Cronin book recounts Borg v. McEnroe in 1980 Wimbledon final

My book translated into Italian, released this week

Buy Italian book via Amazon
Buy Italian book via IBS
Buy book in Englishborg mcenroe, matt cronin

Six years ago, my book, “Epic: John McEnroe, Bjorn Borg, and the Greatest Tennis Season Ever,” was published in the United States. A number of people have read it over the years. They still do. This week “Borg McEnroe” was published in Italy. Same book but different title and cover.

I am — believe it or not — half Italian. That would be me, Matthew Rezzonico Cronin. My mother, Joan, is 100 percent Italian. On the other side, well, let’s say I am also Irish, from my father, Bill, the former doctor, who passed away 18 years ago.

The thing is that Bill and Joan both loved playing tennis. My mom, Joan, still plays, even as she is an ‘old’ 82-year-old. They both got me into tennis – big time — when I was very young. Many years later, I still am hooked about tennis. Work wise, I have been writing for the past 25 years, traveling, writing/radio/TV etc, and of course, the book, Epic,  — everything. For whatever reason, I am still into tennis, not only following the WTA and ATP folks, but I am always learning new things, on court and off. It is still 2017, and almost every week, somewhere, watching, there will be a fantastic match. Or more.        

For this book’s forward, I asked the former French Open champion Adriano Panatta to be the writer. (Thanks, Adriano!) Here, the Italian remembered how he knew the young Borg and McEnroe were going to be great, eventually. And they did, but it took a little bit of time. Today, he knows them well. They are friends. But, back them, they had some great matches. That’s what tennis is all about.


Forward for “Borg McEnroe”

By One-Time French Open champion Adriano Panatta

The first time I met Bjorn Borg, I thought he was a little bit skinny and he would hesitate. But not for very long, because he grew taller and muscular. He never got tired, and he was incredibly consistent.

A few years later, I saw John McEnoe, running around, twisting it, slicing it, coming into the net and putting it away without hesitation. But on occasion, he would be yelling, all the time.However we eventually became good friends.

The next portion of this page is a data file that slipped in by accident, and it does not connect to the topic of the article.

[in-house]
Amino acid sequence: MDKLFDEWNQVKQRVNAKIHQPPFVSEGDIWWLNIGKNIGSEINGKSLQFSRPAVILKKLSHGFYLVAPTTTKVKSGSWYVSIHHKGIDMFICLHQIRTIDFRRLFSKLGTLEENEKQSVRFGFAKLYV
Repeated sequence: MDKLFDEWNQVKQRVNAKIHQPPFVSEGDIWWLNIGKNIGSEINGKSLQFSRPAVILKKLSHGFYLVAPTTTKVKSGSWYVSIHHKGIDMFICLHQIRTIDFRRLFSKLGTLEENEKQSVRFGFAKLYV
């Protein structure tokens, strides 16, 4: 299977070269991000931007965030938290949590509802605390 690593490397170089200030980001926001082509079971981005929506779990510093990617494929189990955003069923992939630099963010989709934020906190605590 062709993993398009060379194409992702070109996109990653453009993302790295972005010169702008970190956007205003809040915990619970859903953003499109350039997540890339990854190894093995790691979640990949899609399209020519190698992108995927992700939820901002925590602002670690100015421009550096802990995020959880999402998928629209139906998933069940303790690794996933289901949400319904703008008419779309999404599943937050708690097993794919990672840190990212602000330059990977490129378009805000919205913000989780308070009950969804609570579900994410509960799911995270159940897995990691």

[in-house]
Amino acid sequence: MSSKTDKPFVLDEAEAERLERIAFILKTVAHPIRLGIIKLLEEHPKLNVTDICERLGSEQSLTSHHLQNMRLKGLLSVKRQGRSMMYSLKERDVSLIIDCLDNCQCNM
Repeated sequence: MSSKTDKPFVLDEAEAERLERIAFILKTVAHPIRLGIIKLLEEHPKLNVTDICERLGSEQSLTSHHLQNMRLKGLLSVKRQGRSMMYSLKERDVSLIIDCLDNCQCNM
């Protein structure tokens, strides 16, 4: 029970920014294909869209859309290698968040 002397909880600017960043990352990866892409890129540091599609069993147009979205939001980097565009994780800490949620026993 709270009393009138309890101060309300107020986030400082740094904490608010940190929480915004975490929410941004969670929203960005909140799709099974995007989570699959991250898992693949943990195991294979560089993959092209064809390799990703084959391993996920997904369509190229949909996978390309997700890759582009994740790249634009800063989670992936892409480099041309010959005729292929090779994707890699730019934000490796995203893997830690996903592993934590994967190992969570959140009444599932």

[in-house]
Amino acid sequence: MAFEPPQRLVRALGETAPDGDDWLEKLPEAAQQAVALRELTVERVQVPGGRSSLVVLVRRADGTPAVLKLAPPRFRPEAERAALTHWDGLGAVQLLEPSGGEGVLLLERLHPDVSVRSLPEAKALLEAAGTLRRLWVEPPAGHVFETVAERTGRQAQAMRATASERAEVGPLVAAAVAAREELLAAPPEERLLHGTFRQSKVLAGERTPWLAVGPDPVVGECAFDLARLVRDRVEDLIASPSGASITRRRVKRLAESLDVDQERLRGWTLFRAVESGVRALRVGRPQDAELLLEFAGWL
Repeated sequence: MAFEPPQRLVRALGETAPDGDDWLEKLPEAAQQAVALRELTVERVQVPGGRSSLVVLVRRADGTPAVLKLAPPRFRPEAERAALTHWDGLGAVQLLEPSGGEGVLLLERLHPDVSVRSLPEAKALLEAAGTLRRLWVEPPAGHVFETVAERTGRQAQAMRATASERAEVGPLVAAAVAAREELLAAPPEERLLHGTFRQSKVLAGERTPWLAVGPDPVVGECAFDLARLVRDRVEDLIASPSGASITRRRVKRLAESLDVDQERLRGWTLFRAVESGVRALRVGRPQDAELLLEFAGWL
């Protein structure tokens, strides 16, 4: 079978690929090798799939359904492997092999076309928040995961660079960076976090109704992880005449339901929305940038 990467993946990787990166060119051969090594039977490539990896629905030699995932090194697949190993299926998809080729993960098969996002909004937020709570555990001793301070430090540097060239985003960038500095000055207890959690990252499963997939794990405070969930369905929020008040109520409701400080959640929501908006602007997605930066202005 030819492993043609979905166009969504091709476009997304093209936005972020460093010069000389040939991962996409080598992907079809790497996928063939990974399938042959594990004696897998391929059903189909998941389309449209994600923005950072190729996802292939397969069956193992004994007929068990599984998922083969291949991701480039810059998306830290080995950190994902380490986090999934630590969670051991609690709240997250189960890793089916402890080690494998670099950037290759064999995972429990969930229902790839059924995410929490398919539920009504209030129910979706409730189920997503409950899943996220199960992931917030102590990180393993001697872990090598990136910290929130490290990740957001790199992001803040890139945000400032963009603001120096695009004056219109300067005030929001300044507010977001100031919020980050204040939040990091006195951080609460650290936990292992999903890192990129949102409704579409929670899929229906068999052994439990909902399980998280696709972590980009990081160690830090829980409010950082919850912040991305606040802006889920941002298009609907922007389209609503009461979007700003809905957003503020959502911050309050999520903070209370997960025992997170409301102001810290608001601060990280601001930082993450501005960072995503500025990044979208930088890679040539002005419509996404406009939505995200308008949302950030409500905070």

When they finally clashed, it was easy to see that they would be the best players out there. They were so driven and so good. Borg and McEnroe never stopped, until Bjorn retired, too early.

However, during the late 1970s, they still had to learn on the courts.

I had to improve every week, too.

In 1976, I won the French Open, beating Borg on clay, possibly the best match I ever played. I always loved clay, sliding, chopping, and when I needed to, I was ready to hit it as hard as I could.

Against Borg, I did a lot of drop shots. I didn’t like to run suddenly, and going fast to the net. He could not match one ball to the other side. It was always very mentally tough..I suffered the opponent and I was able to destroy his game.

In the final, I knew I really had a great chance to win the Grand Slam in Paris and I did, hitting through the lines and never hesitating. It was my best tournament ever.

However, thought time, McEnroe and Borg got better and better. Their serves were so hard and they mixed it up so low. They were so quick, they never got exhausted, they changed the tactics all the time. They could nail their forehands, they were very patient, and they became very intelligent.

I knew Borg better than John, because the Swede was pretty quiet on court, but off the court, he smiled a lot and when I asked him our questions about how to play tennis, he would answer exactly precisely. Bjorn had an ability to track down one ball after another. He almost rattled, he relished playing the big points . . .